10 Tricks To Get More Books For Less Money
Books On A Budget
As an author, I'm supposed to be rolling in books. Words are my job and therefore my life, so I need to read as many of them as possible in my free time. My budget for books every month is usually $20-$30. It's very easy with the prices of hardcovers nowadays (and the fact that certain new releases aren't available in paperback) for me to blow my entire budge on one book. For instance, I really want to read the new Harry Potter book/play, but it's available for pre-order on Amazon for $17.99 if I want a physical book. That's priced down from the original $30 and doesn't include shipping and handling. That's pretty much going to take my entire book budget away for only one book that month if I purchase it.
The average reader doesn't have the money to spend $100-$200 on books every month. A lot of us read quickly, because we love it so much, so we need more than one book to make us happy.
I've made mistakes buying books, but I've learned some things about getting them cheaper in the process. Also, as an author, I sometimes see things that the average reader could miss.
Here's a list I made of ways to save money on books.
1. Buy E-books
There are some exceptions to this rule, certain publishers like to charge more for e-books because they prefer selling paperback novels, but for the most part, the paperback is usually more expensive than the e-book. This is especially true with self-published books. Authors like to price those low, but unfortunately can't do the same with the paperback. Amazon influences the prices of paperbacks by forcing us to charge a certain amount per page.
2. Buy Paperback
In the cases where e-books are more expensive, it can help to buy the paperback instead. It's best to compare prices in any way that you can before making a purchase.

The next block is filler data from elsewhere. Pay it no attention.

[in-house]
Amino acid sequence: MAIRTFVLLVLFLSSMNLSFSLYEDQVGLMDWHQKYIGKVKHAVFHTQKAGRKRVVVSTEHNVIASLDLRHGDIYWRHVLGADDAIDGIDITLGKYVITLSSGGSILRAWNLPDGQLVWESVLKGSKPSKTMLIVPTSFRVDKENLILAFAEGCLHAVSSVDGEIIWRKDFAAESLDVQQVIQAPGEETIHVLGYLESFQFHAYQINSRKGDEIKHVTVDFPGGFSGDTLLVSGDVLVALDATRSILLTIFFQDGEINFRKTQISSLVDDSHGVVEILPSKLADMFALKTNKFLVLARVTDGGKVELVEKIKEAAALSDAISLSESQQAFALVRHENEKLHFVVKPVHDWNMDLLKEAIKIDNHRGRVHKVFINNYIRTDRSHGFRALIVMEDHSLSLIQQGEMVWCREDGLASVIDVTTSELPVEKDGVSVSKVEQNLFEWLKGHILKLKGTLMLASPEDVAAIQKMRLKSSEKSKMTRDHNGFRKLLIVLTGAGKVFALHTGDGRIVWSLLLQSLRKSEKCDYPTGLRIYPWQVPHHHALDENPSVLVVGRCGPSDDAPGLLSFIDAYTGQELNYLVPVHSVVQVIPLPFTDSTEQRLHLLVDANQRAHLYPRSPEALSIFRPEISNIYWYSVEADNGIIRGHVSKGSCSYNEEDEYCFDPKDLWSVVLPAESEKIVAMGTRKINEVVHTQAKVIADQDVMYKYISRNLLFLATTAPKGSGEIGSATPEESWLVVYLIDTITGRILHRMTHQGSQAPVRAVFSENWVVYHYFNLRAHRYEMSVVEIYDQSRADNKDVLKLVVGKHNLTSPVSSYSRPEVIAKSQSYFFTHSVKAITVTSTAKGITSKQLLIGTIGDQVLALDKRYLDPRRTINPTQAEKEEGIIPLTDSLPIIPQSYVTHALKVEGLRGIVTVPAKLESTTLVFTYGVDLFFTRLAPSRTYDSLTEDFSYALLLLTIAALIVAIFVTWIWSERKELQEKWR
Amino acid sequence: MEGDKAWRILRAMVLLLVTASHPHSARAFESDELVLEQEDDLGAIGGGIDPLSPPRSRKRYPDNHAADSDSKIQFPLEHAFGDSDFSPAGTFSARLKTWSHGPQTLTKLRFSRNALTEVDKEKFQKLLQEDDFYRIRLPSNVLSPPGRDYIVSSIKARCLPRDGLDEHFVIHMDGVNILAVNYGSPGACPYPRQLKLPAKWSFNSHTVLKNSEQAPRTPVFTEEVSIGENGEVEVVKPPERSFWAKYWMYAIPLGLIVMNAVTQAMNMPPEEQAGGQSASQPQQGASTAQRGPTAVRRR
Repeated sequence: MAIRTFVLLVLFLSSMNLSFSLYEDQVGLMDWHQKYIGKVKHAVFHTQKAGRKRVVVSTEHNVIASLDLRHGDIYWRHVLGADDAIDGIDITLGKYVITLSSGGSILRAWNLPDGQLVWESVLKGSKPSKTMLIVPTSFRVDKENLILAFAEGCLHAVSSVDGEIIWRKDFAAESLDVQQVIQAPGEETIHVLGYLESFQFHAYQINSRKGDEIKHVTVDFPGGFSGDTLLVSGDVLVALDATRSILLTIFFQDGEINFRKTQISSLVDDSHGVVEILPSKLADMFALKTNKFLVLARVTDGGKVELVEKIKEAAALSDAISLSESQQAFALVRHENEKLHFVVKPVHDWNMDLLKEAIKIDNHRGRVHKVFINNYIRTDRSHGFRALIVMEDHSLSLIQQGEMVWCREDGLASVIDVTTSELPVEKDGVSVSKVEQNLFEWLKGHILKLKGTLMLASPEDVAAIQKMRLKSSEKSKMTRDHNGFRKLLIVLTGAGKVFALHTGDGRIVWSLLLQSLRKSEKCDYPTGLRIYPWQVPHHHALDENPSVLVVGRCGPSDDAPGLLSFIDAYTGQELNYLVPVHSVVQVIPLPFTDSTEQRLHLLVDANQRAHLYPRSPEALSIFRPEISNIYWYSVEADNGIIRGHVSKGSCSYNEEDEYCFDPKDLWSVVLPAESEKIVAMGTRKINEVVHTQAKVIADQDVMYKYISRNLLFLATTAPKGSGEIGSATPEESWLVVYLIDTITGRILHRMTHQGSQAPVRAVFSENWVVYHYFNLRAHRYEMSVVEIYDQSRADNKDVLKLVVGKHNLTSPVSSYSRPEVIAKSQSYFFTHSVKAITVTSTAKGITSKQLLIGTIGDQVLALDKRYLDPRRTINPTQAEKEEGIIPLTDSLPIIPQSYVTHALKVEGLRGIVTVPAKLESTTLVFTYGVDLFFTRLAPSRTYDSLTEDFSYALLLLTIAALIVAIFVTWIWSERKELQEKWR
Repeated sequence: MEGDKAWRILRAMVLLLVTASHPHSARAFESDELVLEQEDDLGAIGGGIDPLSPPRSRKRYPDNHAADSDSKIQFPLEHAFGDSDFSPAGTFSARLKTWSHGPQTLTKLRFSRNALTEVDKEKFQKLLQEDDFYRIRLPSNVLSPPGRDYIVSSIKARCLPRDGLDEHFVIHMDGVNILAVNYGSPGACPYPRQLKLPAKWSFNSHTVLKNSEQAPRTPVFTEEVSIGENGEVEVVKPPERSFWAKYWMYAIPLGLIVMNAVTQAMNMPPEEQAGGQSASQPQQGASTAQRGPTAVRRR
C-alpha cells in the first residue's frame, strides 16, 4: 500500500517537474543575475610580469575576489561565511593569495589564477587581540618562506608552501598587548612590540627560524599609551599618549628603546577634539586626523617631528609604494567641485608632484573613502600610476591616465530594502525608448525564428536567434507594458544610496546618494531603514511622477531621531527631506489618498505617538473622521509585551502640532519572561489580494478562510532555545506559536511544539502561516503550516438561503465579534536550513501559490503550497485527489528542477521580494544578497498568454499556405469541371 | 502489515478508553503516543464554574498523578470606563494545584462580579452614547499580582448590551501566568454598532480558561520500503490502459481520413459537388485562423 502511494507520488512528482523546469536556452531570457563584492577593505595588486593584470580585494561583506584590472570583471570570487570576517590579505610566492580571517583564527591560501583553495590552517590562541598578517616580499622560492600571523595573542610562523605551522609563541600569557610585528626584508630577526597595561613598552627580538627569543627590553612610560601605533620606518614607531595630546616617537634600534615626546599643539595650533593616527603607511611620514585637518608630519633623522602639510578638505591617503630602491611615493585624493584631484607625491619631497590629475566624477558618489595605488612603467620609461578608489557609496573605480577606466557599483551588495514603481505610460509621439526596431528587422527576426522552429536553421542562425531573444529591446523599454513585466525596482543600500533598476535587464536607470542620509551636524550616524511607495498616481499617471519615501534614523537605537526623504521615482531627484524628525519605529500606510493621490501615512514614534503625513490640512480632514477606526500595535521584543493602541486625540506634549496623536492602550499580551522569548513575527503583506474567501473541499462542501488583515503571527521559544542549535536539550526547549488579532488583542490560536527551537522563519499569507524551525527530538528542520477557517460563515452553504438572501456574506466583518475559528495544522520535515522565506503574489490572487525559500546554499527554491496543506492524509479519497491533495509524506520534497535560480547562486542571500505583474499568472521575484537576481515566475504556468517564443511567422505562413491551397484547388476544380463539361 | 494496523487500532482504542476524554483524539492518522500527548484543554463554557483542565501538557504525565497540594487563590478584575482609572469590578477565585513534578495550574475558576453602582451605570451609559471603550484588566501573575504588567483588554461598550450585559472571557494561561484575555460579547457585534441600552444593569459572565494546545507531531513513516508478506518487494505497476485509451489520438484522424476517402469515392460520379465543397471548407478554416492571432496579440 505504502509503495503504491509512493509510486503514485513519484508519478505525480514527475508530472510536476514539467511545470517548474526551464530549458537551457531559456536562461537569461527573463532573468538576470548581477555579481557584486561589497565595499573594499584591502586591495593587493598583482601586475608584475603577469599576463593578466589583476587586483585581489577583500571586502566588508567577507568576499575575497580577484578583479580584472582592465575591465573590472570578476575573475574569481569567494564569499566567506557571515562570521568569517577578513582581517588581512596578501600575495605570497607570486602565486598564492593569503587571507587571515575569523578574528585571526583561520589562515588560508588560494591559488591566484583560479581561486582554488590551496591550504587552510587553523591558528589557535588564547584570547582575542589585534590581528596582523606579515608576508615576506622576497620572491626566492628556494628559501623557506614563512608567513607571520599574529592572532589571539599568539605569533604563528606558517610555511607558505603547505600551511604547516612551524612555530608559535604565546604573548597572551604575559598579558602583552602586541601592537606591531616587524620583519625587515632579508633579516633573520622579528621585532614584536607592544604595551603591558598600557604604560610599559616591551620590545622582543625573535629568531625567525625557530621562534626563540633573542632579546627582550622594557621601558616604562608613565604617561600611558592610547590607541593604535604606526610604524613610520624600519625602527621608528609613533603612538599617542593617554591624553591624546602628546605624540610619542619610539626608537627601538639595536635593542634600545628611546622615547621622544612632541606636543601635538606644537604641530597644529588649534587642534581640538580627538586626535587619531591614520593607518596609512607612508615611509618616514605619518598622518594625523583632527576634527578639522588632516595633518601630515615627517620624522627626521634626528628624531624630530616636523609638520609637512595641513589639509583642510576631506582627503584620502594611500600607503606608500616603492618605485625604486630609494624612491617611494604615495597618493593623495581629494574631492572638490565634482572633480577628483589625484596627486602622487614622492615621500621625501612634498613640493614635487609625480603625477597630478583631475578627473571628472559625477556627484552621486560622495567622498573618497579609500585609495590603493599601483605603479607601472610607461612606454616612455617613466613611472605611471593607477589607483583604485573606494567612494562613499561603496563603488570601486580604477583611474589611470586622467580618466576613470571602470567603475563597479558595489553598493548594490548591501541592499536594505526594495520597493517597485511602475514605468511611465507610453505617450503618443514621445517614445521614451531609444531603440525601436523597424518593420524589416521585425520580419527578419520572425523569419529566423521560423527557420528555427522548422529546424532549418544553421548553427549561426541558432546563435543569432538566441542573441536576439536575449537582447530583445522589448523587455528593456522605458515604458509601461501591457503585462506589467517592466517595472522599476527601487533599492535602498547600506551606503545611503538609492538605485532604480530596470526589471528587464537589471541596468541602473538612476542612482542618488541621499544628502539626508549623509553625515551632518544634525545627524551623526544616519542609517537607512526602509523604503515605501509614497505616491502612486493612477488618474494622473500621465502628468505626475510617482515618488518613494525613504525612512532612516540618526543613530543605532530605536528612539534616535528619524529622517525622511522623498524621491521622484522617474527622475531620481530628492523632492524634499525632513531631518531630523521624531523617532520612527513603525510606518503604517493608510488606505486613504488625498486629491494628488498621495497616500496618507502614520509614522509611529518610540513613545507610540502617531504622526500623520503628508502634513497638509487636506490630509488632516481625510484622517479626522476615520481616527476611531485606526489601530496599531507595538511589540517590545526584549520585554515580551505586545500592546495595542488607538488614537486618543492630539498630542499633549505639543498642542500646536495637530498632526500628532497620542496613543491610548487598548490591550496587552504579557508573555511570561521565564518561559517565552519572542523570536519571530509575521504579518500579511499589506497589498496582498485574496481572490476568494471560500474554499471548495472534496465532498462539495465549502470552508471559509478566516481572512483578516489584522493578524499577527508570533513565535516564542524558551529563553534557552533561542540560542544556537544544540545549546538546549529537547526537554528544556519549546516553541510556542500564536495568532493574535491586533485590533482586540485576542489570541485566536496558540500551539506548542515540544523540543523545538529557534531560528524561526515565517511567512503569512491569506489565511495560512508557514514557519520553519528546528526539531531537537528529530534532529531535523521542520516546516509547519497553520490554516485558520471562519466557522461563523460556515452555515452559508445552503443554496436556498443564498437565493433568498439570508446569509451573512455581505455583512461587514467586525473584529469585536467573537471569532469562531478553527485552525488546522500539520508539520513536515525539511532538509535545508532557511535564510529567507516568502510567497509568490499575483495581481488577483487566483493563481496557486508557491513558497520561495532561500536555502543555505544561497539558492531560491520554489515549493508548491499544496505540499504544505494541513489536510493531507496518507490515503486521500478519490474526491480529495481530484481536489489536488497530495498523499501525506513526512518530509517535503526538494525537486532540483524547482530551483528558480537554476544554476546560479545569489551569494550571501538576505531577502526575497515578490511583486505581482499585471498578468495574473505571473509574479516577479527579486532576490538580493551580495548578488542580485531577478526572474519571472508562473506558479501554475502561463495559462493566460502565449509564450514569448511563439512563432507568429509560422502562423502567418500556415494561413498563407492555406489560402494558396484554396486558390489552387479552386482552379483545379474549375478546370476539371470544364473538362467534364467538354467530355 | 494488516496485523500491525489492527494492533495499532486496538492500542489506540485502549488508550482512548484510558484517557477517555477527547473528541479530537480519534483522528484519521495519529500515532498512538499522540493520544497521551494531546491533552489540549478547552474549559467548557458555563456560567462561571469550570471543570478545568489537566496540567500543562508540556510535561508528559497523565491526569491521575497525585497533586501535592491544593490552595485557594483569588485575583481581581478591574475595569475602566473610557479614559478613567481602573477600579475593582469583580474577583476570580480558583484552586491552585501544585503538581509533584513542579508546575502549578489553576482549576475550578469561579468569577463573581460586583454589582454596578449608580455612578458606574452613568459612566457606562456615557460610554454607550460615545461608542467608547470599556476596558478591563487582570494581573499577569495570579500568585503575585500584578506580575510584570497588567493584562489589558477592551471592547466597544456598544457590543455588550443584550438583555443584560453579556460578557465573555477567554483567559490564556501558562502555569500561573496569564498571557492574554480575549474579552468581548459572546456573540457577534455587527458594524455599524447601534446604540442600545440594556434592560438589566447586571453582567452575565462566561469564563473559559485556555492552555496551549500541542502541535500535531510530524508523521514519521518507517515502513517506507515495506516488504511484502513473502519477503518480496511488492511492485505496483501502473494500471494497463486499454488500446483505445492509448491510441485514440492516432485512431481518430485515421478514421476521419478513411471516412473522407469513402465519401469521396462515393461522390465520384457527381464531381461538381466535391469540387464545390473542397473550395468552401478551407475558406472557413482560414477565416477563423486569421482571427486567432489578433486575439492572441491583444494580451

3. Buy The E-Book Before The Audiobook
This is a trick I've learned recently. I can't join audible because it costs about $15 a month and you get only one audiobook each month. That will take almost my entire budget sometimes and I'll only get one book.
You might need a Kindle Fire HD to do this. I got one recently and I love it. When you buy an ebook, they'll sometimes offer you the audio for it at a discount when you open the book. For example, I saw one audiobook I wanted available on Audible for about $15, so I went on the regular site and bought the e-book instead. It cost about $2.99. As soon as I opened the book, I saw a pair of headphones at the bottom (which indicates there is an audio version of the book available) and a pop-up that said I could get the voice added for only $1.99. So in total, I paid only $5 for two different versions of the same book when I would have otherwise paid $15 for one.
The problem is, you're probably not going to know which books have this option until after you purchase the e-book. Personally, I think it's worth it. I probably wouldn't have any audible books otherwise. The cool thing about it is that it allows you to switch from audio to visual and back very easily.
The other problem is, some ebooks are so expensive, it might not actually be cheaper to do this in certain cases.
4. Purchase From Amazon
Amazon is so helpful to customers, that's why I love buying things from them! They let you compare the prices of e-books versus paperback instantly. They provide you with retailers who are sometimes selling books for only a penny (although watch out for shipping costs, sometimes they make up for the cost there.) If you purchase $30 or more on Amazon, a lot of times they'll give you free shipping, which isn't hard to do because they have a bit of everything on there.
They also have a button where people can report lower prices, when they've seen a book listed for cheaper somewhere else online. They want to sell things to customers at the lowest prices possible, even when it means losing their profits on an item.
5. Get Amazon Prime/Kindle Unlimited
Amazon Prime gives you so much. It gives you free two-day shipping (although not all items qualify.) It allows you to pay for the cheaper prices of their paperback novels without the additional cost.